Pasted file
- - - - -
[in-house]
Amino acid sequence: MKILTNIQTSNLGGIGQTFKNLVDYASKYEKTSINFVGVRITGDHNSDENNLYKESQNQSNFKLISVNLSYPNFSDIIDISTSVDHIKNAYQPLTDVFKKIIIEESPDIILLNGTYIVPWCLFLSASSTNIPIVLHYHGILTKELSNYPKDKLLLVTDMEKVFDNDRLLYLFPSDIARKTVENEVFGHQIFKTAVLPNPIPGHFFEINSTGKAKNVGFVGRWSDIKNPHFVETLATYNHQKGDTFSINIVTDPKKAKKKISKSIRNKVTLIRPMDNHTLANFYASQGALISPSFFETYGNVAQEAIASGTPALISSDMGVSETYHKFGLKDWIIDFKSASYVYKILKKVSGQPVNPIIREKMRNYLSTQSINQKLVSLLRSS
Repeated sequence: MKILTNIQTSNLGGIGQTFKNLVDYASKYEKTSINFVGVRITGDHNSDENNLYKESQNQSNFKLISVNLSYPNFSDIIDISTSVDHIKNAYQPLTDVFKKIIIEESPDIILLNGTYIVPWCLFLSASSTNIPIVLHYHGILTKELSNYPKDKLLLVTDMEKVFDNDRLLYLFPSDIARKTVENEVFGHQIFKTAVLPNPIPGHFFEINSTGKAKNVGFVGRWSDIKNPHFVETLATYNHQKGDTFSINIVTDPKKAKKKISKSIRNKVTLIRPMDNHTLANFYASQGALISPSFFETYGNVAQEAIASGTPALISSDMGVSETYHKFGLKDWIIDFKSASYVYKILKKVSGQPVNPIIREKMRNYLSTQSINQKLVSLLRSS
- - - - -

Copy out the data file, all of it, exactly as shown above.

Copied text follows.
[in-house]
Amino acid sequence: MKILTNIQTSNLGGIGQTFKNLVDYASKYEKTSINFVGVRITGDHNSDENNLYKESQNQSNFKLISVNLSYPNFSDIIDISTSVDHIKNAYQPLTDVFKKIIIEESPDIILLNGTYIVPWCLFLSASSTNIPIVLHYHGILTKELSNYPKDKLLLVTDMEKVFDNDRLLYLFPSDIARKTVENEVFGHQIFKTAVLPNPIPGHFFEINSTGKAKNVGFVGRWSDIKNPHFVETLATYNHQKGDTFSINIVTDPKKAKKKISKSIRNKVTLIRPMDNHTLANFYASQGALISPSFFETYGNVAQEAIASGTPALISSDMGVSETYHKFGLKDWIIDFKSASYVYKILKKVSGQPVNPIIREKMRNYLSTQSINQKLVSLLRSS
Repeated sequence: MKILTNIQTSNLGGIGQTFKNLVDYASKYEKTSINFVGVRITGDHNSDENNLYKESQNQSNFKLISVNLSYPNFSDIIDISTSVDHIKNAYQPLTDVFKKIIIEESPDIILLNGTYIVPWCLFLSASSTNIPIVLHYHGILTKELSNYPKDKLLLVTDMEKVFDNDRLLYLFPSDIARKTVENEVFGHQIFKTAVLPNPIPGHFFEINSTGKAKNVGFVGRWSDIKNPHFVETLATYNHQKGDTFSINIVTDPKKAKKKISKSIRNKVTLIRPMDNHTLANFYASQGALISPSFFETYGNVAQEAIASGTPALISSDMGVSETYHKFGLKDWIIDFKSASYVYKILKKVSGQPVNPIIREKMRNYLSTQSINQKLVSLLRSS